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Corigliano: Conjurer, Vocalise / Glennie, Plitmann, Miller, Albany Symphony

Corigliano / Glennie / Albany Symphony Orchestra
Release Date: 09/24/2013 
Label:  Naxos   Catalog #: 8559757  
Composer:  John Corigliano
Performer:  Evelyn GlennieHila PlitmannMark Baechle
Conductor:  David Alan Miller
Orchestra/Ensemble:  Albany Symphony Orchestra
Number of Discs: 1 
Recorded in: Stereo 
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Notes and Editorial Reviews



CORIGLIANO Conjurer 1. Vocalise 2 David Alan Miller, cond; 1 Evelyn Glennie (perc); 2 Hila Plitmann (sop); 2 Mark Baechle (electronics); Albany SO NAXOS 8.559757 (57:43)


When he was first asked to write a percussion concerto, John Corigliano Read more was reluctant. Percussion concertos he had heard too often sounded “like orchestral pieces with an extra-large percussion section,” with little or none of the interaction between soloists and ensemble which is the hallmark of the form. The problem was the very nature of many percussion instruments, which produce no discernable pitch on which to build melodic material. One answer has been to limit the solo line to pitched percussion, and some composers have quite successfully created concertos for marimba or xylophone. In Conjurer (2007), Corigliano has done that one better, creating a Concerto that uses a large range of percussion instruments, pitched and unpitched, in which the melodic material is introduced— conjured as the title suggests—by the percussionist and then developed by the orchestra and soloist, much as would happen in any solo concerto.


The trick is the clever use of sequences in which pitches are implied for the unpitched instruments. It would be merely clever, though, if Corigliano had not succeeded in his real goal. This he has done brilliantly, not only creating exciting soundscapes of a dizzying variety of percussion instruments, but also using those sounds to create real music with emotional and dramatic depth. In this, he is fortunate to have the services of that most musical of percussion virtuosos, Evelyn Glennie, who plays all of the many instruments with great subtlety, or dazzling élan, as the situation requires.


The work is divided into three movements, each preceded by an extended cadenza in which the thematic material is revealed and presented to the string orchestra. Each movement showcases a particular percussion family: wood, metal, and skin. The character of the melodic material created by each family is part of the genius of the work. I will not spoil the fun of the discovery, but I will state that the movement in which tenderness and mystery predominate does not come from the family one might instinctively expect. Further delight arises when the composer uses his strings to create percussive effects to accompany the melodic lines of the percussion instruments. I cannot but imagine that we will be hearing this work a lot, as every percussionist with the chops will want a shot at this work. It’s a tour de force for the soloist, and a musical work of real merit.


The accompanying work, which dates from eight years earlier, finds Corigliano experimenting with a different sort of sonority—that of the human voice—and with the use of electronics to enhance and augment it. Commissioned by Kurt Masur and the New York Philharmonic, the wordless Vocalise begins with a soprano voice—the pure and very lovely voice of Hila Plitmann—with a few instrumentalists in the acoustic realm. Corigliano then gradually begins to amplify it, as electronic effects add to the accompaniment, eventually enlarging the voice into a Wizard of Oz-like presence dominating an augmented orchestra climax of Straussian dimensions. The work ends as quietly as it begins, but with the voice subsumed into the echoes of the electronic processing, which, as Corigliano describes it, “gently surround the audience.”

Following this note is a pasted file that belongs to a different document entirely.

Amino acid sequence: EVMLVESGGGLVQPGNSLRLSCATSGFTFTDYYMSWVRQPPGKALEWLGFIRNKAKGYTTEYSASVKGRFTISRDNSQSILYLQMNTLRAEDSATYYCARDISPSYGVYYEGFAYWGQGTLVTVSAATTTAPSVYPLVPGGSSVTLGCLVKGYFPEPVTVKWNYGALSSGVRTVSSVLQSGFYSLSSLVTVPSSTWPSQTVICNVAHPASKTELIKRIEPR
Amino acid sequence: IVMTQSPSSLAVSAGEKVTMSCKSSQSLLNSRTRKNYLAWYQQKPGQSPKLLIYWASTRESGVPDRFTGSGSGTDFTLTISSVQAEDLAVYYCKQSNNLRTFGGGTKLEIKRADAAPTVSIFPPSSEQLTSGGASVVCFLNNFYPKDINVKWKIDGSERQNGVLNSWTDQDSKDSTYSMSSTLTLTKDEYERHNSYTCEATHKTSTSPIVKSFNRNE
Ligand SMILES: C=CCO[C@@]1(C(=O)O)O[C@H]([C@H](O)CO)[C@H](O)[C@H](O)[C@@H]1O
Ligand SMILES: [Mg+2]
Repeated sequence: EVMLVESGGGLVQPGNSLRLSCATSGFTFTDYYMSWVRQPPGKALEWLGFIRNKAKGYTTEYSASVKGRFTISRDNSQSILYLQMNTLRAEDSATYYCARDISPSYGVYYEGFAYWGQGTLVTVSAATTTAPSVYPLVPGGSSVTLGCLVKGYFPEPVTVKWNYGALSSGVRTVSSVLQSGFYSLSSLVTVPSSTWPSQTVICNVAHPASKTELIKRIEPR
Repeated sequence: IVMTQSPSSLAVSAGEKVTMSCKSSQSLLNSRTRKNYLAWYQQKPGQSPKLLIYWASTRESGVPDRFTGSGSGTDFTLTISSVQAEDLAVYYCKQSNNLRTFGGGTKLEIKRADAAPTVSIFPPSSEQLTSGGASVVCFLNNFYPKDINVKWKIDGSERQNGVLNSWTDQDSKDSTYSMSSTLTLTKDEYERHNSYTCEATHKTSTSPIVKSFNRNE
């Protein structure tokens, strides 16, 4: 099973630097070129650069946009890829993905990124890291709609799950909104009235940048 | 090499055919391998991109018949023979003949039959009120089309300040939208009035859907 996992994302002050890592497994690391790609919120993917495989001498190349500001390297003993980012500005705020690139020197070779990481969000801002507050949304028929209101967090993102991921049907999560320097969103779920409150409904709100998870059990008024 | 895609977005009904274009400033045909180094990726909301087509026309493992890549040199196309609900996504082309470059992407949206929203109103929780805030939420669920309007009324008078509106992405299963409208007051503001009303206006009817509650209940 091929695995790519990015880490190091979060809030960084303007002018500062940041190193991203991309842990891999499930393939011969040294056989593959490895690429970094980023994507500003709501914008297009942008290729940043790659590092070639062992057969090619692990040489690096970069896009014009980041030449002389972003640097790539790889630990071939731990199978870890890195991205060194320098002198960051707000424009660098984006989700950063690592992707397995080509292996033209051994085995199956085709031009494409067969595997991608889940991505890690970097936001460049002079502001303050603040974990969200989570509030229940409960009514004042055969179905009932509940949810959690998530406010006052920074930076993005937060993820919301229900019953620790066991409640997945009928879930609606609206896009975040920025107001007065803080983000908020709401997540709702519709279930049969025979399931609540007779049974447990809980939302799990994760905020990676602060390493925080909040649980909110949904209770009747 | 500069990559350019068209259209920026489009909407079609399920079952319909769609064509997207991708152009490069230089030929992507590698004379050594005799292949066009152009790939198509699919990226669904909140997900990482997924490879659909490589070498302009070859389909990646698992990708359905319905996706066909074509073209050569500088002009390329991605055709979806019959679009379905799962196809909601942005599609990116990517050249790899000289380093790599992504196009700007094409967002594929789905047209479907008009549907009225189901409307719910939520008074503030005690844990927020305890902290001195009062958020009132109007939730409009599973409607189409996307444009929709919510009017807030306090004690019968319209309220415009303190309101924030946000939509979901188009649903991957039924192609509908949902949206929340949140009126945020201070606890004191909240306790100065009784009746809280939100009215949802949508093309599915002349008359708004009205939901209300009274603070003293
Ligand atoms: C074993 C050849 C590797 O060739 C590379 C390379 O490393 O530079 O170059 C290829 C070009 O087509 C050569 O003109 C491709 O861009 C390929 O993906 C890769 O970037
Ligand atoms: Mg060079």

Mark Baechle is credited with producing and performing the electronics, and the sound design—an essential part of this work—is credited to Teese Gohl and Angie Teo. (Such things are very much the creative work of humans, not “soulless machines.”) David Alan Miller and the Albany Symphony Orchestra, usually heard on the Albany label, provide impressive accompaniment to the superb soloists. The recording of Conjurer was made in the Troy Savings Bank Music Hall, with the exemplary results we have come to expect from that venue. Vocalise was recorded at the Experimental Media Performing Arts Center—who knew there was such a thing outside of Paris?—of the Rensselaer Polytechnic Institute, also in Troy and with an equally fine outcome. Anyone with any interest at all in contemporary composition or exemplary percussion playing will want to hear this release.


FANFARE: Ronald E. Grames
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Works on This Recording

1.
Conjurer by John Corigliano
Performer:  Evelyn Glennie (Percussion)
Conductor:  David Alan Miller
Orchestra/Ensemble:  Albany Symphony Orchestra
Written: 2007 
2.
Vocalise by John Corigliano
Performer:  Hila Plitmann (Soprano), Mark Baechle (Electronics)
Conductor:  David Alan Miller
Orchestra/Ensemble:  Albany Symphony Orchestra
Written: 1999 

Sound Samples

Conjurer: Cadenza I
Conjurer: I. Wood
Conjurer: Cadenza II
Conjurer: II. Metal
Conjurer: Cadenza III
Conjurer: III. Skin
Vocalise

Customer Reviews

Average Customer Review:  4 Customer Reviews )